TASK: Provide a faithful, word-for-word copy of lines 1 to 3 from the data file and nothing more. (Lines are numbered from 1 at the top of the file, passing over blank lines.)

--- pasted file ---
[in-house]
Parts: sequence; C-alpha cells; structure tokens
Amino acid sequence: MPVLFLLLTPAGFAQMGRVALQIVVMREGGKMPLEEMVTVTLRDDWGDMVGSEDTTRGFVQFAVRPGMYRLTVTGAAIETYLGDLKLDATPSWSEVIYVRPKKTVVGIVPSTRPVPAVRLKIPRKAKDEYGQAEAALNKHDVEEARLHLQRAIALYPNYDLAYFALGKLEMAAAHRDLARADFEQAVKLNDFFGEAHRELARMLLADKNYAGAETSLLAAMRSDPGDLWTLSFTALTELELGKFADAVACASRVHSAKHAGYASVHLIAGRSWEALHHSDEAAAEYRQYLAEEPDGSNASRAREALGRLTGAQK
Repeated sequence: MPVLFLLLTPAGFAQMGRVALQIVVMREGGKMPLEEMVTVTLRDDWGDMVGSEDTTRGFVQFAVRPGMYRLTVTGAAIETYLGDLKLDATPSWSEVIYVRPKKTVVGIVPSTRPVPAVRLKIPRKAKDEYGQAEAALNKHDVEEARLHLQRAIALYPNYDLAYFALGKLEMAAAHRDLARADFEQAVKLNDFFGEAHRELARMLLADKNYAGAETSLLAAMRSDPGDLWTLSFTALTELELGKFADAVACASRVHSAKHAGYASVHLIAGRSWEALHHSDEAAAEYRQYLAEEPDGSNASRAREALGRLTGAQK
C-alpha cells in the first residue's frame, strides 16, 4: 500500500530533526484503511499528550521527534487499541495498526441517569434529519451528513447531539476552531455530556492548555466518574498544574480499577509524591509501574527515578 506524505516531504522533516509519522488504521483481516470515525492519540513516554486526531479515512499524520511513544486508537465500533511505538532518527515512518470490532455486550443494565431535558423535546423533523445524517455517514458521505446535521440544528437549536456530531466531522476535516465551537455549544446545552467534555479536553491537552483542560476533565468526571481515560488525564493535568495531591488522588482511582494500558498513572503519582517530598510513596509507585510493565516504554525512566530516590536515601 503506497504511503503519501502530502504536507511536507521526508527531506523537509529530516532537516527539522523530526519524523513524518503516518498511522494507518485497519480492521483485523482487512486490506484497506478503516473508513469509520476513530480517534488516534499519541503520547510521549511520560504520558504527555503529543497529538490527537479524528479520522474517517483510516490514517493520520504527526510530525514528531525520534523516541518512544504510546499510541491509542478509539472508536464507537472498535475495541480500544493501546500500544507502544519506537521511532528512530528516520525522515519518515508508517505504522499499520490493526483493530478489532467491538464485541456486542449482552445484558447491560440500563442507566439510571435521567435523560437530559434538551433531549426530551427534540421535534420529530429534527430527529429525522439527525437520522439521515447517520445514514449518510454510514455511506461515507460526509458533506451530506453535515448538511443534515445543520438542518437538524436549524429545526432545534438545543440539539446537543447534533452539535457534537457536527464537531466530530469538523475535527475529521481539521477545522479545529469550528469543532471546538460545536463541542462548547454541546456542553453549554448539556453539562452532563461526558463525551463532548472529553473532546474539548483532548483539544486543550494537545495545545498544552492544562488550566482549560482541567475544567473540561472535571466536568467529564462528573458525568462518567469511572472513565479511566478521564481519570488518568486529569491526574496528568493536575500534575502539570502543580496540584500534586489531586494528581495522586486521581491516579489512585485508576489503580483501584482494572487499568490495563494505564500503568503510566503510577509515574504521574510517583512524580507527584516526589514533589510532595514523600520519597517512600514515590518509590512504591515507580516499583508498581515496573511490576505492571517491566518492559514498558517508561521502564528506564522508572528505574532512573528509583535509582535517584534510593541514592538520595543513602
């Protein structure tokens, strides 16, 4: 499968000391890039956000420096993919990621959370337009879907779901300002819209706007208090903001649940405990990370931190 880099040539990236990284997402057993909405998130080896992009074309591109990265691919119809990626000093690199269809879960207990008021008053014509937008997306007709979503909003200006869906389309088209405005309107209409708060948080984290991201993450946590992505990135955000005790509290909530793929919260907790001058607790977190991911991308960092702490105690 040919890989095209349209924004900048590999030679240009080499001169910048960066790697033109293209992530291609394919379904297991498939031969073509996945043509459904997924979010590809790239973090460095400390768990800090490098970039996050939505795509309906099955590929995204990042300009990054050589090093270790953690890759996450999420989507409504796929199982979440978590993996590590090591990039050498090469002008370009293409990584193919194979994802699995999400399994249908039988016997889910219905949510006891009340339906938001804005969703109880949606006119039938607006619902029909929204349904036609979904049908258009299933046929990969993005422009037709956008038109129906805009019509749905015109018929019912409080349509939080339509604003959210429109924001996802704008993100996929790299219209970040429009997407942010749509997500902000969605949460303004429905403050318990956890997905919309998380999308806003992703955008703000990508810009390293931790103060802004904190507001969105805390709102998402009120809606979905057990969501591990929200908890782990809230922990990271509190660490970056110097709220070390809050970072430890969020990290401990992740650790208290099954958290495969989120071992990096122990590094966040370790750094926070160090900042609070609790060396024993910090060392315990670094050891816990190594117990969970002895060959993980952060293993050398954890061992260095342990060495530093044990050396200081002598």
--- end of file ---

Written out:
[in-house]
Parts: sequence; C-alpha cells; structure tokens
Amino acid sequence: MPVLFLLLTPAGFAQMGRVALQIVVMREGGKMPLEEMVTVTLRDDWGDMVGSEDTTRGFVQFAVRPGMYRLTVTGAAIETYLGDLKLDATPSWSEVIYVRPKKTVVGIVPSTRPVPAVRLKIPRKAKDEYGQAEAALNKHDVEEARLHLQRAIALYPNYDLAYFALGKLEMAAAHRDLARADFEQAVKLNDFFGEAHRELARMLLADKNYAGAETSLLAAMRSDPGDLWTLSFTALTELELGKFADAVACASRVHSAKHAGYASVHLIAGRSWEALHHSDEAAAEYRQYLAEEPDGSNASRAREALGRLTGAQK